Respond to this Friday Faithfuls challenge by writing anything about Space, or you can go with whatever else that you think fits. Sea level is the base level for measuring elevation and depth on Earth. Since the ocean is one continuous body of water, its surface tends to seek the same level throughout the world. Global sea level has risen between 6 and 8 inches (15-20 cm) over the last 100 years. As you increase in elevation, there is less air above you thus the pressure decreases. As the pressure decreases, air molecules spread out further because there is less pressure to push them together (i.e., air expands), and the temperature decreases. Decreased air pressure means that there is less oxygen is available for breathing. Water takes less time to boil at increased elevations because there is less pressure, and you don’t need to apply as much heat. An elevation higher than 8,000 feet or 1,6 miles above sea level or higher, could put you at risk for normal breathing. Mount Everest is Earth’s highest mountain and at its summit point, it has an elevation of 8,848.86 m which is just over 29,000 feet and about 5 and a half miles up from sea level.
There are five main levels that make up the Earth’s atmosphere (Troposphere, Stratosphere, Mesosphere, Thermosphere and Exosphere) and each has its own specific traits. Each of the layers are bounded by “pauses” where the greatest changes in thermal characteristics, chemical composition, movement, and density occur. Seasons and latitude can affect the height of the different layers of Earth’s atmosphere. Many species of birds will fly at 2,000 to 5,000 feet or higher, but being higher up they have less gravity which means that they lose body weight, and this deprives them of energy, so they have to come down. About 99% of the water vapor that exists in the Earth’s atmosphere is present in the Troposphere. This is why most clouds form in this atmosphere layer. Commercial airplanes fly in the highest level of the Troposphere around 36,000 ft (10,973 m) above the surface. Weather balloons reach about 60,000 to 105,000 feet, just short of 20 miles and they will usually burst in the Stratosphere at altitudes between 100,000 feet and 115,000 feet. Most of the ozone molecules are in the Stratosphere where they absorb high-energy ultraviolet (UV) light from the Sun, converting the UV energy into heat. Unlike the Troposphere, the Stratosphere actually gets warmer the higher you go!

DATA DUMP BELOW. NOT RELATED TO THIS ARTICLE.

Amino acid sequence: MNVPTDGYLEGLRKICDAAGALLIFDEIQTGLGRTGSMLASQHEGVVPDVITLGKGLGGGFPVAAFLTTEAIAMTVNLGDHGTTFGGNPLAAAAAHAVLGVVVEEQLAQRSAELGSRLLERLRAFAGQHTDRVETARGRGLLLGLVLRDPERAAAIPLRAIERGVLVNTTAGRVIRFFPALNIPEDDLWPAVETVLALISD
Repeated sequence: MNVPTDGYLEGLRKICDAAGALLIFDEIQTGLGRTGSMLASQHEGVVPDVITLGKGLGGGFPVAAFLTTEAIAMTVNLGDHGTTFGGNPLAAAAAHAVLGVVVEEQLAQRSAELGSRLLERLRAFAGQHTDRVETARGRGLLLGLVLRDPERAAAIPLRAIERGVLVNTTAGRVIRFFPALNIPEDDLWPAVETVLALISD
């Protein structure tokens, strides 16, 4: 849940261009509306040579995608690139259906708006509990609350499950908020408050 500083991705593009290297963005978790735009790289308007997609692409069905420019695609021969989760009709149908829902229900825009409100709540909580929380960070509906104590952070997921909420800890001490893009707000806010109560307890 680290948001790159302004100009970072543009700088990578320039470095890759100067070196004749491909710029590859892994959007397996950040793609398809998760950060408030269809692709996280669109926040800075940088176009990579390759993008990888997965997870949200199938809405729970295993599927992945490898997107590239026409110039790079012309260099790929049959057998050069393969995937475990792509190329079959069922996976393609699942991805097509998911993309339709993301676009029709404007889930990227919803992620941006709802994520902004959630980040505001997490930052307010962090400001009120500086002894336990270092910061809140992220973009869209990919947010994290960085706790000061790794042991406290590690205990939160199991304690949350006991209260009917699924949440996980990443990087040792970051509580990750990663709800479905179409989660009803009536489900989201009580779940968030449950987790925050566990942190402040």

The Ionosphere is not a distinct layer, as it is made up of a series of regions in parts of the Mesosphere and Thermosphere where high-energy radiation from the Sun has knocked electrons loose from their parent atoms and molecules. Meteors will usually burn up in the Mesosphere, which is around 50 miles up. Earth ends and outer space starts at the Kármán line, some 100 kilometers (62 miles) above the planet’s surface. An aurora or the polar lights are usually located about 60 to 75 miles above the earth in the Thermosphere, which extends up to 600 km or (375 miles) above the Earth. Earth’s gravitational field at about 250 miles above the surface is still at 88.8 percent of its strength that it has at the surface. The majority of satellites orbiting the Earth do so at altitudes between 160 (100 miles) and 2,000 kilometers (1242 miles) and this is referred to as low earth orbit. The outermost layer of our atmosphere is called the Exosphere and it extends from about 600 km (375 miles) to 10,000 km (6,200 miles) above the earth. In this layer, atoms and molecules escape into space and satellites orbit the earth. The Exosphere gradually fades away into the realm of interplanetary space and it ends about halfway to the Moon. Where our atmosphere merges into outer space, there is a cloud of hydrogen atoms called the geocorona, which some scientists consider to be part of the Exosphere. This outermost part of our planet’s atmosphere extends well beyond the lunar orbit, extending almost twice the distance to the Moon. Between Earth and the Moon lies the Van Allen Belt, a zone of energetic charged particles, most of which originate from the solar wind and this does not contain any asteroids, or even rocks, but it is a zone of higher radiation that has been trapped by the Earth’s magnetosphere.